Calendar of flowers, gin bottles, steak bones
works by Moyra Davey, Claire Pentecost and James Welling
Fri. Nov. 30, 6–8, Book launch for Felicity Scott's Architecture or Techno-utopia: Politics After Modernism, (MIT Press, 2007)
Sun., Dec. 9: Screening and discussion with Claire Pentecost and Jennifer Montgomery
Orchard presents calendar of flowers, gin bottles, steak bones, an exhibition of photographs by Claire Pentecost, James Welling and Moyra Davey, organized by Davey.
The title comes from the Journals of John Cheever (drinker, dog owner, lover of cut flowers). One day about twelve years ago, a blurred picture of an empty Johnnie Walker bottle turned up at the tail end of a contact sheet. It was a misfire, but I continued to take pictures of liquor bottles when they'd attained this state of depletion. Someone mentioned Morandi, I saw the totality of the images as a calendar, a marker of time denoted by a particular type of consumption.
Claire's six-feet high gelatin silver prints (titled Appetites), and ten-inch palladium prints are about types of consumption as well: cigarettes, meat, doughnuts, high fructose corn syrup, ipods, Maker's Mark, Hooka smoke, plus all the stuff of the world that's more or less of a force-feeding. Sometimes a Buddha-belly defiantly pokes through, asserting its claim to just "be" in the midst of all this. There's a sense of it all happening in a kind of slowed down, mythic time, in stark contrast to what's being referenced: a world that is high speed, high tech and deeply sinister.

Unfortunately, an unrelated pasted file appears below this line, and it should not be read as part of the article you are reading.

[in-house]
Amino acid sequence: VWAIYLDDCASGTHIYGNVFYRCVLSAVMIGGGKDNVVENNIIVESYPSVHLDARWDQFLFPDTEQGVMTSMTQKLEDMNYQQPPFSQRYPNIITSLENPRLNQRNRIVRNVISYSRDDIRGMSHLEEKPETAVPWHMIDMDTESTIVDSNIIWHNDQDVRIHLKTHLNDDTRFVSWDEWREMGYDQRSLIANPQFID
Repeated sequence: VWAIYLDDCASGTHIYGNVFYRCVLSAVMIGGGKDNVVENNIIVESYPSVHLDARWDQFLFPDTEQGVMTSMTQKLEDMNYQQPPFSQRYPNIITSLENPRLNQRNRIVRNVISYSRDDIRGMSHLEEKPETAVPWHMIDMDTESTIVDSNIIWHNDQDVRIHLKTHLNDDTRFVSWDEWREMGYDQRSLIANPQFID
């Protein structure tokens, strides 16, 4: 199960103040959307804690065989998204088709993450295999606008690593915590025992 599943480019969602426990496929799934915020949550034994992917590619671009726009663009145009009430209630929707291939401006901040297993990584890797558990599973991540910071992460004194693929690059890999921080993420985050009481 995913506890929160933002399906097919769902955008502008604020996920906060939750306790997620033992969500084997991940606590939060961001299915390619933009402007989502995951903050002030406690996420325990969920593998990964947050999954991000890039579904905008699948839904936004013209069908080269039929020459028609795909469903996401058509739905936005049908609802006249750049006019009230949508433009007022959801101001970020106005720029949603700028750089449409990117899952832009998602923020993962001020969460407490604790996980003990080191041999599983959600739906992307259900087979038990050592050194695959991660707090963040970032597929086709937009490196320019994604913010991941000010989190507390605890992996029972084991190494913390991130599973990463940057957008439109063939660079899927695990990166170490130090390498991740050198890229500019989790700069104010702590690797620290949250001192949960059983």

In an interview, Jim and Lynne Tillman talk about the "present-ness" of his flower pictures, that they seem almost to be alive, transitioning before our eyes. It's true that the "that has been quality" of photographs that Roland Barthes identified is perhaps not the first thing that comes to mind when we look at the flowers. That said, it's a testimony to Jim's ability to invoke multiple registers of association in his works that my first thoughts upon seeing this series were of the sapphire and indigo photograms of algae by 19th century botanist Anna Atkins, some of the very earliest iterations of the medium.
Opening reception accompanied by blue ruin: Sunday, November 18. 6–8